(10) Akobian,Varuzhan (2619) - Gordon,Stephen J (2524) [D58]
Gibtelecom Masters Gibraltar (3.7), 29.01.2009
Annotated by John Saunders for British Chess Magazine:
[Karpov first played this in the 1973 Leningrad Interzonal on his way to the world title.]
[White could also play 13 b5
or 13 a3 here.]
and 17 Rac1 have been played here before but this seems to be new.]
[The immediate 19 Bf5
, or 19 Bh7+ followed by 20 Bf5, look very natural here to try and weaken Black's kingside.]
[Black is anxious to generate some queenside play. The alternative pawn break 20 ..c5
might also be answered by 21 Bxe6
but it looks like White could then have a positional edge.]
is hard to evaluate but perhaps White feared Black having a passed b-pawn. However, the move he plays allows Black two passed pawns.]
[White has to hope that this kingside occupation is leading somewhere useful as things have become very difficult on the queenside.]
[The alternative move to defend the e6 pawn would lead to immediate disaster: 26 ..Qc6??
and Black cannot defend his king ( 27 ..Bf8?
and mate next move).]
would now be a mistake as 27 ..Qf8
defends g7 and leaves Black with much the better game. The main point of the text is to clear a path for White's rooks to come to the third rank and attack the black king.]
[If 27 ..Bg5!?
White can probably get away with 28 exd5!
leading to a probable draw.]
[Positionally White is really up against it so he has to find ways to make it tactical.]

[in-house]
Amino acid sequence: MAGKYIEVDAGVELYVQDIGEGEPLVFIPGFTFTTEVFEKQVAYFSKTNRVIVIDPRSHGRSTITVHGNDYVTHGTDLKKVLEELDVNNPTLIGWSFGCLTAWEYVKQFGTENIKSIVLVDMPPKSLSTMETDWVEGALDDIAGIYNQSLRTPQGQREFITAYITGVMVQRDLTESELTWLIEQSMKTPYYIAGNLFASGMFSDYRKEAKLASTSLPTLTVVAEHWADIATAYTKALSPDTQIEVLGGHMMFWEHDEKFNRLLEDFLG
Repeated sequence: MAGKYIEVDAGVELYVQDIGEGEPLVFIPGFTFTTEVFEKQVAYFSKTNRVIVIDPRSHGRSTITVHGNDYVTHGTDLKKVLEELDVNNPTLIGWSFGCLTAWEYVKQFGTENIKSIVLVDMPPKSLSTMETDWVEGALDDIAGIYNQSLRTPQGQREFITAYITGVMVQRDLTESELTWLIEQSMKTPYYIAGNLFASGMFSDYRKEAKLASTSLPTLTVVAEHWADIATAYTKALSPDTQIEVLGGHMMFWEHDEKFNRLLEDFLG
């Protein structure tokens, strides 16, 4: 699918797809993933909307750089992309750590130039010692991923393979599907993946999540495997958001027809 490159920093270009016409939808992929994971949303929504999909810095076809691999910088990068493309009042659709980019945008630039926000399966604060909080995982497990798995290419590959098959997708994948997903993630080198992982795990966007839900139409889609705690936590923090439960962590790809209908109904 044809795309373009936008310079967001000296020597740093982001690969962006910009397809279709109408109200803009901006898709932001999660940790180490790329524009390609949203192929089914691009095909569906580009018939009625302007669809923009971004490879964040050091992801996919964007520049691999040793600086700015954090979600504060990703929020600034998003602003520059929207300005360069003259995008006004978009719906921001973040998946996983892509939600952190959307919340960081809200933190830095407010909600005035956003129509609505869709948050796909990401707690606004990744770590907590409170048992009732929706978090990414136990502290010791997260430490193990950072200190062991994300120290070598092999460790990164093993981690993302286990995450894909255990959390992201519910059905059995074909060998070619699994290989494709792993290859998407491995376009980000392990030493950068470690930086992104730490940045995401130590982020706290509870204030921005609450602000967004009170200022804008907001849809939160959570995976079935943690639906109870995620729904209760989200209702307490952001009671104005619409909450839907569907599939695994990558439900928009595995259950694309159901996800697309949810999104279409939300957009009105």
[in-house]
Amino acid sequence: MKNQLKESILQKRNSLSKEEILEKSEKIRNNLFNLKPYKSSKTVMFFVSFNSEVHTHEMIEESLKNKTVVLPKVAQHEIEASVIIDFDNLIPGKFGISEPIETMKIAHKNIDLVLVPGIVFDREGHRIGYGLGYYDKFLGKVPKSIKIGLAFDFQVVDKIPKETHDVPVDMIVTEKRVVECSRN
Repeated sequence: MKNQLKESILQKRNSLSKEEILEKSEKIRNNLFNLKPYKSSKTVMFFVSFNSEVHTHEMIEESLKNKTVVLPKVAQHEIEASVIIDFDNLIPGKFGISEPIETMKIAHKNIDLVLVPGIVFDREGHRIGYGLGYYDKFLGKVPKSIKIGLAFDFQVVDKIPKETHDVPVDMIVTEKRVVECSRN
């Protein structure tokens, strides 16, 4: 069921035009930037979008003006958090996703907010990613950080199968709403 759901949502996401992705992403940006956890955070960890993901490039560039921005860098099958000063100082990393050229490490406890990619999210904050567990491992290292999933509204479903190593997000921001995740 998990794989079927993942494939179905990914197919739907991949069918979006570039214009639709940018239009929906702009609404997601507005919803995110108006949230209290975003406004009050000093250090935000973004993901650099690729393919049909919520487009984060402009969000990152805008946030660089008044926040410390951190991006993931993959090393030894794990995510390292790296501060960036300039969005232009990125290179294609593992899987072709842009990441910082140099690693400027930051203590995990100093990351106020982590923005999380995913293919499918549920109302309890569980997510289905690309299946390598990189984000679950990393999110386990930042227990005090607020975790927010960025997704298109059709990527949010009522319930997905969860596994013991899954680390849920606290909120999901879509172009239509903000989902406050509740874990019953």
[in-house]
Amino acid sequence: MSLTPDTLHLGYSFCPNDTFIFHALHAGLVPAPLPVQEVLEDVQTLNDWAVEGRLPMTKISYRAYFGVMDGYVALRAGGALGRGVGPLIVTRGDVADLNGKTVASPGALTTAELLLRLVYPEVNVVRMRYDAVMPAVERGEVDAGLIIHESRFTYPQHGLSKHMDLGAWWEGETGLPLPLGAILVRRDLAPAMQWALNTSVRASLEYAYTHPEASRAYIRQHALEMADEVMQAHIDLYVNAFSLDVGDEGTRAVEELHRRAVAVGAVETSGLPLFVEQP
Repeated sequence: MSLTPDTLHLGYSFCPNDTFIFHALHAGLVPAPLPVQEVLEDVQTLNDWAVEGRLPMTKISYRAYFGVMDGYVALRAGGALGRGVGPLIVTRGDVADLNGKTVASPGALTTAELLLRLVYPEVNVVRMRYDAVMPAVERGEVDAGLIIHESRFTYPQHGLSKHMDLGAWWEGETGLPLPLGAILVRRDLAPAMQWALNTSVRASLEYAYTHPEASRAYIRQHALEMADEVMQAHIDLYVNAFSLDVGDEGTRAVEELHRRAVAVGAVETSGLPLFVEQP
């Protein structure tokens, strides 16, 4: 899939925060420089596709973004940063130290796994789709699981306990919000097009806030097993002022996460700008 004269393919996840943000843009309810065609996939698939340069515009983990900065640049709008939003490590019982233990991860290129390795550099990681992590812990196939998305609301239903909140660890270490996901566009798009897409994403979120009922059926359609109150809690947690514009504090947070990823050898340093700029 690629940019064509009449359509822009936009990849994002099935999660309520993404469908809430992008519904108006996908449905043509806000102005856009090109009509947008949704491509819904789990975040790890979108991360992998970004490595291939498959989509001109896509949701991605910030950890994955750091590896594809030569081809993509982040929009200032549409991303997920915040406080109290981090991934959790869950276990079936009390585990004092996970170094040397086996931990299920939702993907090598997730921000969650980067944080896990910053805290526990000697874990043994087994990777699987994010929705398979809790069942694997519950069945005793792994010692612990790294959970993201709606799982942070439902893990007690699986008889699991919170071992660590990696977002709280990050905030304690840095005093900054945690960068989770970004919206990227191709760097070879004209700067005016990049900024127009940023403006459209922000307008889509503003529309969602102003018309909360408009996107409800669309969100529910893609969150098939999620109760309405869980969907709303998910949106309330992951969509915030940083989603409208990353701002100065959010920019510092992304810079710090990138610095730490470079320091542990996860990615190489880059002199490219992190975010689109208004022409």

[It's too late to turn back now.]
[Black decides to go for it but Fritz's first instinct is to try and defend against the threat of Ng6 and Ne7+ with 31 ..Rc7!?
and only now 32 ..Rxa4!?
which looks pretty strong for Black.]
is a positional blunder: 33 ..Kf7
would win back the exchange but lose all the momentum and threats that White needs to survive. It is worth looking at this position with a computer. At first they conclude that Black has a big material advantage and is therefore winning but they eventually realise that White is going to advance the f-pawn down the board to open up the black king and expose it to perpetual check threats. Eventually the computer rightly concludes that play leads inexorably to a draw.]
would be a mistake: 36 Rd1!
would win for White. Black must exchange a pair of rooks immediately.]
[Not the only move: Black could also play 38 ..Ra6
and hold the draw.]
would oblige Black to reply 39 ..Qxg6!!
and perpetual check follows.]
[White gets the first chance to give check but, fortunately for Black, he cannot force mate.]
also holds the draw.]
[A precise continuation. 44 Qb7+?
would be a bad error: 44 ..Qd5
and Black should win.]